Monday, May 16, 2011
Imagine ending an intense love affair years ago. Then imagine you are an actor who has just been cast in the romantic lead of a new play. Now imagine that your stage partner is your ex, with whom you must share a number of passionate kisses.
Could you play these scenes without old feelings intruding? Would you draw on these old feelings to make the play authentic, even if it endangers your real-life marriage, family, or relationship? What if old love was rekindled?
That is the intriguing premise of "Stage Kiss", a new play in the Goodman Theater series, written by Pulitzer nominee Sarah Ruhl ("In the Next Room or the vibrator play", "The Clean House"). It succeeds as farce, deftly weaving the actors' reality with their stage persona in the first act, then digging deeper in act two for a darker tone, and a resolution to the intrusion of their art into their lives, and vice versa.
Act One is definitely the more successful. In fact, it's a breezy and affectionate satire on theater. We meet She (Jenny Bacon) during an appropriately embarrassing audition, with a stand-in (Jeffrey Carlson, who is wonderful in multiple comic characters) and a director (Ross Lehman) who is comically inept. The play-within-the-play is a long-forgotten 1930's bedroom comedy, and She is required to play a socialite who can sing. Soon, she meets He, her male lead and lover of years past (Mark L. Montgomery), and the old passions and conflicts immediately resurface.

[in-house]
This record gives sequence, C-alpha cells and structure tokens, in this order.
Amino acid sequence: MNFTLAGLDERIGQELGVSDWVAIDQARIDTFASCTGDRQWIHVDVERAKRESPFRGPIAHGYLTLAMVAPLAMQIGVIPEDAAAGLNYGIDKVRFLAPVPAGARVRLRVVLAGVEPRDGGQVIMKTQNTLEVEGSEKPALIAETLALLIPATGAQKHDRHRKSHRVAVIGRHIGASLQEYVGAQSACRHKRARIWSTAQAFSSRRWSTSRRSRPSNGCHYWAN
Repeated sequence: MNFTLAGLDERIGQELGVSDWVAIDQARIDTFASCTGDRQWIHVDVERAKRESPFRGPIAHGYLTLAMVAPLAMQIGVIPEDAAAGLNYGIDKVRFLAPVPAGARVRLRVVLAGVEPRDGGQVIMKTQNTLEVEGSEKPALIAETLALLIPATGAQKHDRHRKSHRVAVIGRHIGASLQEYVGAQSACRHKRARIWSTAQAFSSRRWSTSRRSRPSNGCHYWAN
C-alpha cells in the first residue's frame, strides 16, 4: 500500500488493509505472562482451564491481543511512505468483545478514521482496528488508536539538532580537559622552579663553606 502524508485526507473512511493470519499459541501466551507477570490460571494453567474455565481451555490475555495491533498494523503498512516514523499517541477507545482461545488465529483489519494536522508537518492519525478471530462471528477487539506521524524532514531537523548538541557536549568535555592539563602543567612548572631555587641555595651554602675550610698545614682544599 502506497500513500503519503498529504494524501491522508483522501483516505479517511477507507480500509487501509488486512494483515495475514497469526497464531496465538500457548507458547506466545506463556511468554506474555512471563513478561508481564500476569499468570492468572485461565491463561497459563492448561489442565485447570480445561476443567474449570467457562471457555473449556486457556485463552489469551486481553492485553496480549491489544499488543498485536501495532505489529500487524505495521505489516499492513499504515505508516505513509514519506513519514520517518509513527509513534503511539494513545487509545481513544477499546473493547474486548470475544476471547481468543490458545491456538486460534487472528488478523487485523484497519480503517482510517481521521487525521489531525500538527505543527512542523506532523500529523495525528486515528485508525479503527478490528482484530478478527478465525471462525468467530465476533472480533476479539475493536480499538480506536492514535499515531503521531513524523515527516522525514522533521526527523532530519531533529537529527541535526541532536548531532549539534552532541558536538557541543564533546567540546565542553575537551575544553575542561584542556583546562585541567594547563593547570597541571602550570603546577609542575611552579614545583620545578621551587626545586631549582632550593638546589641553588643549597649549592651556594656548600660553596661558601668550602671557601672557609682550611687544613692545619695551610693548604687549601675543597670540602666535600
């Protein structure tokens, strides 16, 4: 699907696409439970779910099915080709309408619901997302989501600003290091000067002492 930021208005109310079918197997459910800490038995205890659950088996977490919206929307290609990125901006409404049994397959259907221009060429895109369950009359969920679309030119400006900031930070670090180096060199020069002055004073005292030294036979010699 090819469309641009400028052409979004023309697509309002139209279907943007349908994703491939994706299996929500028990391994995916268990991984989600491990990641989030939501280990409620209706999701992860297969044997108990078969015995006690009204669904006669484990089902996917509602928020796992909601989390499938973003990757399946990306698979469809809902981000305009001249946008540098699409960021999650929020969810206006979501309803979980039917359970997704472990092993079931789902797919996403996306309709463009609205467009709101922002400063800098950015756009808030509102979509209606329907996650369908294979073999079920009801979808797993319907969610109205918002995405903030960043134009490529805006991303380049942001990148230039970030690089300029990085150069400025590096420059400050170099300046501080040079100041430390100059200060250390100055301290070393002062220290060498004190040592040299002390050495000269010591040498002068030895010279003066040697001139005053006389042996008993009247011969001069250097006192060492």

During a slapstick rehearsal period, in which their stage characters provide us a glimpse into the relationship that once was, we learn about who they are now (She is married with a daughter, He is a Peter Pan moving from girlfriend to girlfriend). The play they're in allows them to rekindle their affair, with their characters providing enough fantasy to cloak the truth of their infidelity.
From the giddy, romantic one-upsmanship of the leads, to the bit players' bumbling and upstaging; from hilariously Bad Dialogue to wobbly backdrops that keep threatening to fall down; Act one gives us the pleasures of an old-fashioned comedy with an original premise that is not at all far-fetched.
The small cast skillfully plays broad physical comedy, and charm us with their mischief, as Ruhl's dialog and impossibly goofy situations unfold rapidly like a live-action version of "Purple Rose of Cairo". Bacon and Montgomery find the right nuances in their "real" characters, so that they are recognizable as they inhabit their stage "characters". The audience is brought right into the middle of the fun, and while we're laughing, we have time to consider the dilemma of these two flawed and likable beings. The job of Acting allows a certain dispensation to play out one's fantasies, and in a situation filled with real emotion, the opportunity is delectable.
Act Two puts She and He into another awful new play, and this time it stirs up recollections of what caused them to break up. By the end, we may be charmed by the resolution, marriage is preserved, and everyone ends up in their rightful place; but it strains credibility, even within its farcical logic, and gets just a wee bit moralizing. The thing is, I liked She and He. I wanted the play they were in to provide them with a second chance to get their love right this time. I didn't see either of them as the whore or the asshole the play labels them (even in jest) at the finish.
Even so, Act Two has some amazing physical movement and fight choreography (again. played for laughs), some screamingly funny 1970's "urban" costumes, and fine performances.
I think, with a few revisions, it might even play in New Haven. (You had to have been there.)